The Dales High Way Guided Trail

Duration: 10 nights
Type: Guided Trails
Walking Grade: 4
from £1,429pp

The Dales High Way is a 90-mile glorious walk over the high-level countryside of the Yorkshire Dales. It begins at the Victorian model village of Saltaire and follows ancient drovers’ ways, packhorse tracks, and green lanes to the historic market town of Appleby in Westmorland. Highlights include the famous Rombald’s Moor with its Neolithic rock carvings, the dramatic scars, gorges and cliffs of Malhamdale, the Stainforth waterfalls along the River Ribble where in autumn salmon can be seen leaping, lonely Crummackdale, an ascent of Ingleborough one of Yorkshire’s Three Peaks and the one people call the most beautiful, the green, tranquil valley of Dentdale, a six mile marvellous ridge walk traversing the Howgill Fells, the picturesque Sunbiggin tarn and the marvellous limestone pavement of Great Asby Scar.

Holiday Highlights

  • 90-mile glorious walk from the Victorian model village of Saltaire to the market town of Appleby
  • Follow drovers' ways, packhorse tracks and green lanes
  • Rich and varied wildlife
  • Ascend Ingleborough, one of Yorkshire's Three Peaks

What’s included

  • High quality en-suite accommodation in our country house
  • Full board from dinner upon arrival to breakfast on departure day
  • The services of an HF Holidays' walks leader
  • All transport on walking days

Trip Notes

Trip notes are detailed, downloadable PDF’s for each holiday, please click the button below to find the right trip notes for your departure date.

90 miles with 7-13 miles and up to 2,330 feet of ascent in a day.

Your leader will give an introductory talk about the holiday.

Commencing the 90-mile journey at the Victorian model village of Saltaire gives us the perfect opportunity to visit the iconic building Salt's Mill, a conversion of a textile mill into an Art Gallery containing works by David Hockney, cafes, and exhibitions. We then start the Dales High Way by crossing the River Aire and ascending gently to the high heather-clad Rombald's Moor which lies between Airedale and Wharfedale. It is made up of three local moors, the most famous of which, and our destination today, is Ilkley Moor. Continuing on good paths and just before we reach the highest point for today at Lanshaw Lad, we pass the stone circle known as the Twelve Apostles believed to date from the Bronze Age. After passing the Victorian bath house at White Wells we descend to the spa town of Ilkley.

7½ miles (12km) with 1,020 feet (310m) of ascent and 922 feet (281m) of descent.

An impressive long craggy escarpment which dominates Ilkley and the Wharfe valley leads us by the Swastika Stone which has greeted travellers passing this way since the Iron Age, and on towards the Neolithic Piper Crag Stone which juts out above the moor edge. After crossing Addingham High Moor the route drops to join an old Turnpike Road (a toll road from 1755 to 1803 and known locally as the ‘Roman road)’ above Addingham. The route ascends to Skipton Moor with its impressive vista, and then descends into Skipton, a busy market town known as the ‘Gateway to the Dales’ and which lies in the Aire Gap.

11 miles (17.5km) with 1,400 feet (425m) of ascent and 1,450 feet (440m) of descent.

We ascend out of Skipton up to the small peak of Sharp Haw on grassy terrain. The route descends to the village of Flasby backed by the shapely Flasby hills, and then follows the delightful beckside to the small hamlet of Hetton. Continuing over grassy terrain we ascend to Weets Top, where, on a clear day, the panoramic view is magnificent, and where the dramatic and spectacular change in the landscape of Malhamdale will be obvious. We descend to Gordale House and walk into Malham village by the beautiful waterfall of Janet’s Foss.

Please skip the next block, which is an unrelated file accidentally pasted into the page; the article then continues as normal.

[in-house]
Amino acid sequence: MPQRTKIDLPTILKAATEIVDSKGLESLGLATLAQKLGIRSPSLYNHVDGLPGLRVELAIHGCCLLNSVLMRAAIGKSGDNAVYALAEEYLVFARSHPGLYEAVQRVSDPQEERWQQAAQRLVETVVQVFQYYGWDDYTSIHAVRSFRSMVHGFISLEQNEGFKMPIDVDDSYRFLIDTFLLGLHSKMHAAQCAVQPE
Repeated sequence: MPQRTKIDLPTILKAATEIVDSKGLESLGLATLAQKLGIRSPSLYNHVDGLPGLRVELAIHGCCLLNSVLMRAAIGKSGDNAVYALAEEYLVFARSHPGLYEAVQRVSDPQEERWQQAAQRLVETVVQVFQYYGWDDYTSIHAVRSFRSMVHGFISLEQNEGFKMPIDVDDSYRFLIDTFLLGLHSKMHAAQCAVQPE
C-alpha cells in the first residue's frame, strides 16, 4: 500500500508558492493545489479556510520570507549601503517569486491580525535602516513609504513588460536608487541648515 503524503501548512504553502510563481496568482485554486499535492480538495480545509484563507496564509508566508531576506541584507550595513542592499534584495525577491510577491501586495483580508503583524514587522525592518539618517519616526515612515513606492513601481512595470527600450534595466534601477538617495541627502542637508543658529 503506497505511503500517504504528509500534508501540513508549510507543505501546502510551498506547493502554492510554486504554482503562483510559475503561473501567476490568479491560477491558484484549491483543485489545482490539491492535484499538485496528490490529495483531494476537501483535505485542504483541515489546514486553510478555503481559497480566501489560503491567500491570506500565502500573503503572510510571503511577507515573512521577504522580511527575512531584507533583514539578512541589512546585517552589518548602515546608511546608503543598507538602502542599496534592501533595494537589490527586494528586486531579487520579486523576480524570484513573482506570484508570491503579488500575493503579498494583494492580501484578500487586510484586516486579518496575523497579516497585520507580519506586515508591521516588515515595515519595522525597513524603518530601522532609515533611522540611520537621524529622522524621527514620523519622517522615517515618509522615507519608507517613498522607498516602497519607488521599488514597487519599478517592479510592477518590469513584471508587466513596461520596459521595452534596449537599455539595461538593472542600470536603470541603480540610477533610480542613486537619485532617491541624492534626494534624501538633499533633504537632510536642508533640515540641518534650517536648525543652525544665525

13 miles (20.5km) with 1,654 feet (504m) of ascent and 1,654 feet (415m) of descent.

Today our route takes us through some of the UK’s most remarkable limestone scenery. Leaving Gordale Bridge we quickly arrive at Malham Cove which was cut back and formed by glacial melt waters that poured down the impressive dry valley of Watlowes. We pick our way over the limestone pavement at the top of the Cove and ascend gently through Watlowes dry valley before ascending more steeply towards Kirkby Fell. We continue through the limestone scenery via Attermire Scar and Victoria Cave (so named because it was rediscovered on the day of Queen Victoria’s accession in 1837), and by Warrendale Knotts into the lovely Dales market town of Settle. From Settle a fine riverside walk along the banks of the Ribble leads to the waterfalls and the 14th century packhorse bridge at Little Stainforth and ascend into the village of Stainforth.

10 miles (16.5kms) with 1,552 feet (473m) of ascent, and 1,647 feet (502m) of descent.

Our walk-through magnificent limestone scenery continues today as we ascend out of Stainforth on to the limestone plateau to pass Smearset Scar. After dropping into the southern end of the lovely and secluded valley of Crummockdale we ascend once more into a dramatic landscape of broad limestone terraces. Following an old drover’s road, we continue round the southern flank of Simon Fell, through striking limestone pavements, and ascend by an easy but quite lengthy route to the summit of Ingleborough (724m). The rocky summit is vast and offers excellent views all around. We leave the summit by the same way and descend, initially very steeply but then on a paved path, to Chapel le Dale.

11½ miles (18.7kms) with 2,300 feet (700m) of ascent, and 1,870 feet (570m) of descent.